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While there was some difference in the temperature (4 degrees), the major difference came from the GPU: a reducement of 14 degrees. Not bad for such a compact cooler.


What Cooler Master is really aiming at here is portability, and has excellently done so. It has become a common goal of any notebook cooler to improve the ergonomics of the user, and the D1 delivers in that aspect as well. But the real idea of a cooler is to, well, cool. With an improvement in general temperature and a 14 degree cooling in the GPU, the D1 does an outstanding job considering its size. It also performs very well against the Notepal Infinite, falling short only 3 degrees of cooling in the graphics realm. Cooler Master has made a lot of little improvements on the D1, such as the USB extension port and cable-lengthed cove that hides the cord when not in use. Considering all the benefits, the D1 is a more than decent cooler alone, and that much more valuable for those users that are constantly on the go.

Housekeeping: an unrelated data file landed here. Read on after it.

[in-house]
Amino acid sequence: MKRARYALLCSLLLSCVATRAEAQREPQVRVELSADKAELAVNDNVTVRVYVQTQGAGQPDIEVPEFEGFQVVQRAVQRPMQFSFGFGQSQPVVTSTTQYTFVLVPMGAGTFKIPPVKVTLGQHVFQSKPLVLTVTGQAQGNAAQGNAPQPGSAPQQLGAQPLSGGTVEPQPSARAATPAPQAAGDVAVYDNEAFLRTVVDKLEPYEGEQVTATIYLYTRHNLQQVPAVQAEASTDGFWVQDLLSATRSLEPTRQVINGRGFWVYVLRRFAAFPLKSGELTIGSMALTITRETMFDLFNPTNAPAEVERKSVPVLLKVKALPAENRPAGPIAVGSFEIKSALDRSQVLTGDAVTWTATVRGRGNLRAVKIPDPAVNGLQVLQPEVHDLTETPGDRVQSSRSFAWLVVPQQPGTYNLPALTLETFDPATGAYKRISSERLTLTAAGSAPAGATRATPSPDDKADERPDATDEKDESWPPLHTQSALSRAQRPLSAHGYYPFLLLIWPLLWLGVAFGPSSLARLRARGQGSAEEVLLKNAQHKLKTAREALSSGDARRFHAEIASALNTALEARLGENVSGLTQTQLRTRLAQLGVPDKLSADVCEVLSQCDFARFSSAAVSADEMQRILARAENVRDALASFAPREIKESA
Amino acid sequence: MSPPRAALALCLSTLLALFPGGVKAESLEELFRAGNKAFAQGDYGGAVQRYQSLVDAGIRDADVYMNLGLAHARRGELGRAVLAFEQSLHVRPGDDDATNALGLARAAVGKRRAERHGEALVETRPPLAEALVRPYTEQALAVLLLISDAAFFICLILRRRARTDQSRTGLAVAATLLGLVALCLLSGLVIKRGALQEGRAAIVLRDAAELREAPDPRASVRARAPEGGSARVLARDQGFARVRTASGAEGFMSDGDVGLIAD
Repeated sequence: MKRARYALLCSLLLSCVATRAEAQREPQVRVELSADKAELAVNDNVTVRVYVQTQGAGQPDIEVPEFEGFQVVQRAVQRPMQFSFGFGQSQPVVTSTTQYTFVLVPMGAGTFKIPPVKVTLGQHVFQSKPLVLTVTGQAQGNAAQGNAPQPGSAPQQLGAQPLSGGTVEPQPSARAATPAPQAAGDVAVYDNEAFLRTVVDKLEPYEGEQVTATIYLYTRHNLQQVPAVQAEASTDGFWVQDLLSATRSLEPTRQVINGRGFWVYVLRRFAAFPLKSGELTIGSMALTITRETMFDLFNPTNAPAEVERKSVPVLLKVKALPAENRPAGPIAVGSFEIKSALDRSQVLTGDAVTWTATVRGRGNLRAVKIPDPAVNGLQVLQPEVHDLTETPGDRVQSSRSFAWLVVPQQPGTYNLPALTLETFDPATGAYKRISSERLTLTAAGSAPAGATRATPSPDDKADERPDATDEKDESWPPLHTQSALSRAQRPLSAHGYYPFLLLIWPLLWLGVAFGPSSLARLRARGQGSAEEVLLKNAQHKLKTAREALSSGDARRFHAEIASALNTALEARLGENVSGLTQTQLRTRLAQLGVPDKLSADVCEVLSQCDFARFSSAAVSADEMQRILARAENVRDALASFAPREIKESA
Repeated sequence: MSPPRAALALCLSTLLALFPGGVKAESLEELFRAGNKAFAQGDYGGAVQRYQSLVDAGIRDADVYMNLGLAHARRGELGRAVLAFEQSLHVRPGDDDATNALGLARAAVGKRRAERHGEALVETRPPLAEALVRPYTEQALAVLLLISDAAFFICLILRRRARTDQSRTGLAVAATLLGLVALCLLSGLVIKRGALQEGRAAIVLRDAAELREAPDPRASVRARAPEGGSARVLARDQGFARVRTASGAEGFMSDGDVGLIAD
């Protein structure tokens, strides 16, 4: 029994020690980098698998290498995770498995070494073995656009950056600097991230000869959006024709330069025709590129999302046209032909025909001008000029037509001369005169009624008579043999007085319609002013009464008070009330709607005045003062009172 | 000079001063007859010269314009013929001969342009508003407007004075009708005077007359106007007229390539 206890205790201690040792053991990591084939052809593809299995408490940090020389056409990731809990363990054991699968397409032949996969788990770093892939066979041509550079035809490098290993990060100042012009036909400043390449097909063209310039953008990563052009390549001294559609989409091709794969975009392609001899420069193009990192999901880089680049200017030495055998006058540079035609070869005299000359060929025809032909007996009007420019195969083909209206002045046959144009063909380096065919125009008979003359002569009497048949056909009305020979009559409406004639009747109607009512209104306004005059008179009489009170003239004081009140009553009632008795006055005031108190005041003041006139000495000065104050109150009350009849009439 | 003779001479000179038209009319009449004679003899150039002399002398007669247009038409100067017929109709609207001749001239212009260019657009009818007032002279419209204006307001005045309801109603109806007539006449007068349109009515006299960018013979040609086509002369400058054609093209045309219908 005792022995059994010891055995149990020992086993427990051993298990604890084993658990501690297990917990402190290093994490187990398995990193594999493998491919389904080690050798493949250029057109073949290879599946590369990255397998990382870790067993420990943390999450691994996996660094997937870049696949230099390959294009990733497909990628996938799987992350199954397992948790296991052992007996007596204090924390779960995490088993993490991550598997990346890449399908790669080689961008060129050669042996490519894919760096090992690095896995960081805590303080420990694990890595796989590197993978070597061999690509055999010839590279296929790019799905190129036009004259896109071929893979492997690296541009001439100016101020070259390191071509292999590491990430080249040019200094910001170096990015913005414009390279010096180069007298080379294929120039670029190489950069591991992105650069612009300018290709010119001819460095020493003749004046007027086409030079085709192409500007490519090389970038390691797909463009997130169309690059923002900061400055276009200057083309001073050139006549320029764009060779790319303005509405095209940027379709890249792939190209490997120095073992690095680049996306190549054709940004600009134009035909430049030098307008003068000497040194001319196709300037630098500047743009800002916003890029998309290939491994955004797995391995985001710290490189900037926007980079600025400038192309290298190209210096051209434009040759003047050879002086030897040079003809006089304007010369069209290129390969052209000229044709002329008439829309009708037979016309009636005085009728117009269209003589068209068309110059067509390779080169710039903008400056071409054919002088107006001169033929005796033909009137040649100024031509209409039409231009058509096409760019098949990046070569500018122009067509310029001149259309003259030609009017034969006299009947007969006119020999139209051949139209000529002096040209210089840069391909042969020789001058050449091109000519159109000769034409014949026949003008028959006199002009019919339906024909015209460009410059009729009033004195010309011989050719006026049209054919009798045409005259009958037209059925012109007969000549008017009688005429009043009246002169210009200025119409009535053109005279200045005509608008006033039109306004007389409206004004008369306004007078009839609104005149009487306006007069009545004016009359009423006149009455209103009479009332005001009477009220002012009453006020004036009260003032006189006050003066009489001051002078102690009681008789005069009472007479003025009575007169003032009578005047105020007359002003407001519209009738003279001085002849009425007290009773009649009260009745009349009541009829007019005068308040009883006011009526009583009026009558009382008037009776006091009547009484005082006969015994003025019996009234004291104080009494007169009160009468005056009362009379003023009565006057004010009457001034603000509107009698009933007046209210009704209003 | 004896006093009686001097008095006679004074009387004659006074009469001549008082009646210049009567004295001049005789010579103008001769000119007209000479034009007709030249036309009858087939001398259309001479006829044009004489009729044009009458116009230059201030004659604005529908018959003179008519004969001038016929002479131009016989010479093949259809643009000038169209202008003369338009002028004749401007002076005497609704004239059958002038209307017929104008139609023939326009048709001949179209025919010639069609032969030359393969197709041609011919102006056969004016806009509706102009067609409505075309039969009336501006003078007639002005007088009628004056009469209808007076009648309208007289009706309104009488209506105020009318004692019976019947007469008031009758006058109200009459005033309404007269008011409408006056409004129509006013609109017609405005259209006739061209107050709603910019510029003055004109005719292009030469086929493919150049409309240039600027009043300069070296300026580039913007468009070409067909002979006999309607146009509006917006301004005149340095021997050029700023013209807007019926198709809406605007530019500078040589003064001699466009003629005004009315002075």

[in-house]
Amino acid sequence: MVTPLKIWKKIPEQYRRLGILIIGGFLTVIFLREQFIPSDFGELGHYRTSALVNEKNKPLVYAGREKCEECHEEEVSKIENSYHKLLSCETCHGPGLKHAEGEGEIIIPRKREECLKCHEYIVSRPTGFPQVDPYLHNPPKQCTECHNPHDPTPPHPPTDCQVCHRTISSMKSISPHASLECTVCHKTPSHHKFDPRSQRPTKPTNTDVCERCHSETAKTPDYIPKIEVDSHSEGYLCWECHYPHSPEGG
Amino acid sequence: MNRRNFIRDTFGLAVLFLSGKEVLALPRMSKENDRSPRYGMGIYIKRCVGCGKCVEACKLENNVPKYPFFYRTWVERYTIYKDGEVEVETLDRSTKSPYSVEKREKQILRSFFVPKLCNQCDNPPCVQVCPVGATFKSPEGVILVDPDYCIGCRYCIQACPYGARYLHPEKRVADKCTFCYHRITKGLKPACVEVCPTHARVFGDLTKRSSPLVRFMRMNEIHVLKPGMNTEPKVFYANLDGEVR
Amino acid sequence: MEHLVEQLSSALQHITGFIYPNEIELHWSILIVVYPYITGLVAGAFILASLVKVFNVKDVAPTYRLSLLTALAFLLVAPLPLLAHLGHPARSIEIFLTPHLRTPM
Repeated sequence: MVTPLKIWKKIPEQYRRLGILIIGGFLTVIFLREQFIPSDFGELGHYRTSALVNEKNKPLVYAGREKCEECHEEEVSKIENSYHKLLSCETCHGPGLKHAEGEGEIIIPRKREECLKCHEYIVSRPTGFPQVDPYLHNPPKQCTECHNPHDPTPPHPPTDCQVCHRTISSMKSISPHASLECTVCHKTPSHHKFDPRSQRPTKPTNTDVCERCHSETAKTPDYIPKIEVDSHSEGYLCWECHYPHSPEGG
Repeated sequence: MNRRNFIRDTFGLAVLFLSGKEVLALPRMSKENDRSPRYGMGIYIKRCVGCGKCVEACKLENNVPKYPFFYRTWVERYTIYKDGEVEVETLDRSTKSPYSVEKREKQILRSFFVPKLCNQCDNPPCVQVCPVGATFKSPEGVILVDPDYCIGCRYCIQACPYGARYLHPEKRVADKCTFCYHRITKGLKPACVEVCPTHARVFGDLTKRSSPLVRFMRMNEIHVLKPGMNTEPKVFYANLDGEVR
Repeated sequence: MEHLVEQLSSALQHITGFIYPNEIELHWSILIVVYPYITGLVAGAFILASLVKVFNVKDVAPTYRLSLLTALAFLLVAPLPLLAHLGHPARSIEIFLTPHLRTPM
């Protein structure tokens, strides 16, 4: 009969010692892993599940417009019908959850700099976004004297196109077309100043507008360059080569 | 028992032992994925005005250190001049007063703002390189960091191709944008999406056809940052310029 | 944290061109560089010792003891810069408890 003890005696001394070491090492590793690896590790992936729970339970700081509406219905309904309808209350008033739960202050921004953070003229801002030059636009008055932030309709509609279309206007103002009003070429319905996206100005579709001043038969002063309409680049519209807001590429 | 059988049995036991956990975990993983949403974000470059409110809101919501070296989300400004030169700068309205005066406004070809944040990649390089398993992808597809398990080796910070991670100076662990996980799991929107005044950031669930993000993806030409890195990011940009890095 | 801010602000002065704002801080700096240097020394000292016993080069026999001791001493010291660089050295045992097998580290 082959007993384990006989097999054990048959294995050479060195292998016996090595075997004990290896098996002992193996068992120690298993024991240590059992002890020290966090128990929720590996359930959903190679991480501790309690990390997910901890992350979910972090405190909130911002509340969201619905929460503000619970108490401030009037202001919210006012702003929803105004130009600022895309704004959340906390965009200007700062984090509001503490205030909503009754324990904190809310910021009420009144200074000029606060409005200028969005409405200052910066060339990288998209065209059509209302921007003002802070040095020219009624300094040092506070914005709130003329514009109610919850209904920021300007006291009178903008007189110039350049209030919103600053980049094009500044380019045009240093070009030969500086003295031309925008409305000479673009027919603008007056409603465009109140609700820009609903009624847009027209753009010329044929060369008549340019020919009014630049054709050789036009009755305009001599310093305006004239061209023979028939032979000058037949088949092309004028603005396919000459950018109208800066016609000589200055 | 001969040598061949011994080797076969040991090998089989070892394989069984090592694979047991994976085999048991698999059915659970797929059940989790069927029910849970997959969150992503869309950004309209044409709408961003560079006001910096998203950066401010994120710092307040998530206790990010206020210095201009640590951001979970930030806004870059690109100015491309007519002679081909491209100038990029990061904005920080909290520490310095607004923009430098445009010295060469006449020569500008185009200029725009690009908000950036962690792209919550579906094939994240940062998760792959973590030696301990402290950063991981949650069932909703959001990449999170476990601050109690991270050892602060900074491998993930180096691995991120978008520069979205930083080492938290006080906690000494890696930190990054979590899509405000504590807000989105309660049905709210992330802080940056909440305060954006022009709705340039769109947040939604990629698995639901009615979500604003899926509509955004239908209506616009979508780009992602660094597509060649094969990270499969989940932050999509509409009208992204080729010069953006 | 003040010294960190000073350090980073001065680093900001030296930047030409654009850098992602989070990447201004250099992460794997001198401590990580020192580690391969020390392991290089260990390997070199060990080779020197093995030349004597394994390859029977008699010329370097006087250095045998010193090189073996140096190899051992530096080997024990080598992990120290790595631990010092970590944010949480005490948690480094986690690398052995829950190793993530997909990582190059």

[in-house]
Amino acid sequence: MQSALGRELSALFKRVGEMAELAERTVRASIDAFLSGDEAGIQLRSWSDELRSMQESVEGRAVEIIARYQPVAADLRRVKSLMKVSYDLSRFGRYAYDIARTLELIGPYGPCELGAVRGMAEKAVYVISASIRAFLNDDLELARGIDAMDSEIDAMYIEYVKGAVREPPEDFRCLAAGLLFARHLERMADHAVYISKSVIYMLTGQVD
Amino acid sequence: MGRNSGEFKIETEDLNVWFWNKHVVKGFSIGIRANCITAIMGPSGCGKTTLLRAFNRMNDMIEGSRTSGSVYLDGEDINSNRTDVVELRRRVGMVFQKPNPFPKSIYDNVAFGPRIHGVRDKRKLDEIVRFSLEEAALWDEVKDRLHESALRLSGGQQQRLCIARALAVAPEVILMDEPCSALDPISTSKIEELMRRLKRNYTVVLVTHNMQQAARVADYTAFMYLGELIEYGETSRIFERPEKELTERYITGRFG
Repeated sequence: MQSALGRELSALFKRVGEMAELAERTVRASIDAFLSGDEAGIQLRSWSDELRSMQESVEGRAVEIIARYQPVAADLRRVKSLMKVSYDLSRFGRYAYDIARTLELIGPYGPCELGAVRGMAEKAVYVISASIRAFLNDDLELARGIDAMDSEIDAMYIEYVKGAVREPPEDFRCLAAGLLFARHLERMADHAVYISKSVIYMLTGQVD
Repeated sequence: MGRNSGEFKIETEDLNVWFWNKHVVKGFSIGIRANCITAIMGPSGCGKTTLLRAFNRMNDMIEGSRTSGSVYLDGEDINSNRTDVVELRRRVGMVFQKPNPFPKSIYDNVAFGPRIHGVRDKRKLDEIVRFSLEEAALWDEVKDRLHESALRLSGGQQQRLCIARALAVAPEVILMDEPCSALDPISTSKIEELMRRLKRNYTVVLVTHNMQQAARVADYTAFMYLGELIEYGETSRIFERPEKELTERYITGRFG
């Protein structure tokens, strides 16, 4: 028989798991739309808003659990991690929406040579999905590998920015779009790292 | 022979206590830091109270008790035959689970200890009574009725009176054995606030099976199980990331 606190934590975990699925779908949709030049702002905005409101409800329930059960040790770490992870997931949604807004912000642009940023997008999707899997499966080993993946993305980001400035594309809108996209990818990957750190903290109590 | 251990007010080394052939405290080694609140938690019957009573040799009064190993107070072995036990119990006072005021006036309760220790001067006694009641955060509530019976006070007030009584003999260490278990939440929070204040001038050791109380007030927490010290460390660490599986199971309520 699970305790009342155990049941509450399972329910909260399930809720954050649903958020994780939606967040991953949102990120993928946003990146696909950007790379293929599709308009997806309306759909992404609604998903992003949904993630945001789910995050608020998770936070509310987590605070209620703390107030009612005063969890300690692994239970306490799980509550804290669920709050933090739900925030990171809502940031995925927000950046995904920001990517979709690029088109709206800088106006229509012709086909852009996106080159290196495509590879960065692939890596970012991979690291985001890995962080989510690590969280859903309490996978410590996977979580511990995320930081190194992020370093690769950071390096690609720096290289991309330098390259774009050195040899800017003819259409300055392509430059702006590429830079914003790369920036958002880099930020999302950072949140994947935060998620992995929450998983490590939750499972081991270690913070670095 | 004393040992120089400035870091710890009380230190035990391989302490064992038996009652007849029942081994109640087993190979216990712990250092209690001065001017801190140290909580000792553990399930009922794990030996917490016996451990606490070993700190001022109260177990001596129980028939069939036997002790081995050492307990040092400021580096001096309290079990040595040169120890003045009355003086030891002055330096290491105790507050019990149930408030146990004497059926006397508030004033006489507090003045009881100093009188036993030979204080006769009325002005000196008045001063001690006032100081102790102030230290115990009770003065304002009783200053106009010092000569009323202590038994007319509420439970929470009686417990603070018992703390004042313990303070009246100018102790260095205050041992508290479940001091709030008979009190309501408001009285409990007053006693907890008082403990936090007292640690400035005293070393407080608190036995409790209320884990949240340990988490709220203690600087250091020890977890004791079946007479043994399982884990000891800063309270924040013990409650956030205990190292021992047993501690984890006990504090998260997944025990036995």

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Author Bio
Author: garfi3ldWebsite: https://lanoc.org
You might call him obsessed or just a hardcore geek. Wes's obsession with gaming hardware and gadgets isn't anything new, he could be found taking things apart even as a child. When not poking around in PC's he can be found playing League of Legends, Awesomenauts, or Civilization 5 or watching a wide variety of TV shows and Movies. A car guy at heart, the same things that draw him into tweaking cars apply when building good looking fast computers. If you are interested in writing for Wes here at LanOC you can reach out to him directly using our contact form.